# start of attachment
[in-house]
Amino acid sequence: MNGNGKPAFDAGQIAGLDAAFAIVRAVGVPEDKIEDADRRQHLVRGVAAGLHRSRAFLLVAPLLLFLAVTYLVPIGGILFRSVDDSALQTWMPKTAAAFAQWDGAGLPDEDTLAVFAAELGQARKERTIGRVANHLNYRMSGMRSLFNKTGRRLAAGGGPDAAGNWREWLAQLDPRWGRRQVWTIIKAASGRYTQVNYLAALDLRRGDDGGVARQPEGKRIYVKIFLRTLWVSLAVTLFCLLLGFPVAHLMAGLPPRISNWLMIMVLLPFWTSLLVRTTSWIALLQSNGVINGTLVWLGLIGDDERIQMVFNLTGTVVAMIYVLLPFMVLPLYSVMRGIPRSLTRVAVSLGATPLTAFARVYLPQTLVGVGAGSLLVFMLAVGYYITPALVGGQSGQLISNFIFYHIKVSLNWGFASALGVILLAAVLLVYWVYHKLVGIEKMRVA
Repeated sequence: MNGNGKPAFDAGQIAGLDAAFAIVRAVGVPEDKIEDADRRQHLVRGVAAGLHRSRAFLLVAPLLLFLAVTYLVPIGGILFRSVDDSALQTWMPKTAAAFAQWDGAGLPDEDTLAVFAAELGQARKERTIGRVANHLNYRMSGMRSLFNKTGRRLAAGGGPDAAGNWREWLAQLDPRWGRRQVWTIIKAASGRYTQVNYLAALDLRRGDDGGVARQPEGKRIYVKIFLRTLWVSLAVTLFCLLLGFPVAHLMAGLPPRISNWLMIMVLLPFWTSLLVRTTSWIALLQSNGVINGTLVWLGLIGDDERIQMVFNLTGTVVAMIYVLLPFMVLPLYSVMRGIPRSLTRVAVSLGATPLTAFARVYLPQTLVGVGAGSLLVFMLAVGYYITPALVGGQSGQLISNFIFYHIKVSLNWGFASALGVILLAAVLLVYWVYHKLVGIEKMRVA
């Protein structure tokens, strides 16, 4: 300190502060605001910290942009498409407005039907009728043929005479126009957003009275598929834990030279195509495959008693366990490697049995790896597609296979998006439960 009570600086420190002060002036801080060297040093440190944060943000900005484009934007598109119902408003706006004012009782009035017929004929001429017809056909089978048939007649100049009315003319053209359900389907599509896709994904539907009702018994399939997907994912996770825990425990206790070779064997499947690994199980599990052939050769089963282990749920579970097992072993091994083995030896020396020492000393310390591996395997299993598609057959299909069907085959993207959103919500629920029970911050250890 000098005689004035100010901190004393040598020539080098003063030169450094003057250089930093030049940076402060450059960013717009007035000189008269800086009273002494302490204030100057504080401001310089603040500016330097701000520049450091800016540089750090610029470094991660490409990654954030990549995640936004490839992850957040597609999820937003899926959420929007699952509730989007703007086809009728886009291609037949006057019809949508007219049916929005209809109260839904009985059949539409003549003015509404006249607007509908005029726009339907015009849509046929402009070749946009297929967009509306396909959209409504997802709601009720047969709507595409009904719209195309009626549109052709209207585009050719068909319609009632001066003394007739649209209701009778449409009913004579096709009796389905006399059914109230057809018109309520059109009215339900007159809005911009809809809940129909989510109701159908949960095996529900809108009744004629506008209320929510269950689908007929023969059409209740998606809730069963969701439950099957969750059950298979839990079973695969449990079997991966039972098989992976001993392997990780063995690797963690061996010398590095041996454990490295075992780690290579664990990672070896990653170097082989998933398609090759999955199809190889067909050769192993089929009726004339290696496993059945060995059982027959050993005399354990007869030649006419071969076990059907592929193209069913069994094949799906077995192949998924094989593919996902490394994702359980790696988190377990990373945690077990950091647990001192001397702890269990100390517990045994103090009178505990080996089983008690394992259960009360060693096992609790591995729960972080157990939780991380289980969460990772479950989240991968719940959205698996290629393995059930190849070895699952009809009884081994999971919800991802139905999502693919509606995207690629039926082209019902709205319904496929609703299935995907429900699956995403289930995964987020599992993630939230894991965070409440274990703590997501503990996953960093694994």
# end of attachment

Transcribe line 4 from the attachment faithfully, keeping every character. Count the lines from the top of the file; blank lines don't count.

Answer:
């Protein structure tokens, strides 16, 4: 300190502060605001910290942009498409407005039907009728043929005479126009957003009275598929834990030279195509495959008693366990490697049995790896597609296979998006439960 009570600086420190002060002036801080060297040093440190944060943000900005484009934007598109119902408003706006004012009782009035017929004929001429017809056909089978048939007649100049009315003319053209359900389907599509896709994904539907009702018994399939997907994912996770825990425990206790070779064997499947690994199980599990052939050769089963282990749920579970097992072993091994083995030896020396020492000393310390591996395997299993598609057959299909069907085959993207959103919500629920029970911050250890 000098005689004035100010901190004393040598020539080098003063030169450094003057250089930093030049940076402060450059960013717009007035000189008269800086009273002494302490204030100057504080401001310089603040500016330097701000520049450091800016540089750090610029470094991660490409990654954030990549995640936004490839992850957040597609999820937003899926959420929007699952509730989007703007086809009728886009291609037949006057019809949508007219049916929005209809109260839904009985059949539409003549003015509404006249607007509908005029726009339907015009849509046929402009070749946009297929967009509306396909959209409504997802709601009720047969709507595409009904719209195309009626549109052709209207585009050719068909319609009632001066003394007739649209209701009778449409009913004579096709009796389905006399059914109230057809018109309520059109009215339900007159809005911009809809809940129909989510109701159908949960095996529900809108009744004629506008209320929510269950689908007929023969059409209740998606809730069963969701439950099957969750059950298979839990079973695969449990079997991966039972098989992976001993392997990780063995690797963690061996010398590095041996454990490295075992780690290579664990990672070896990653170097082989998933398609090759999955199809190889067909050769192993089929009726004339290696496993059945060995059982027959050993005399354990007869030649006419071969076990059907592929193209069913069994094949799906077995192949998924094989593919996902490394994702359980790696988190377990990373945690077990950091647990001192001397702890269990100390517990045994103090009178505990080996089983008690394992259960009360060693096992609790591995729960972080157990939780991380289980969460990772479950989240991968719940959205698996290629393995059930190849070895699952009809009884081994999971919800991802139905999502693919509606995207690629039926082209019902709205319904496929609703299935995907429900699956995403289930995964987020599992993630939230894991965070409440274990703590997501503990996953960093694994």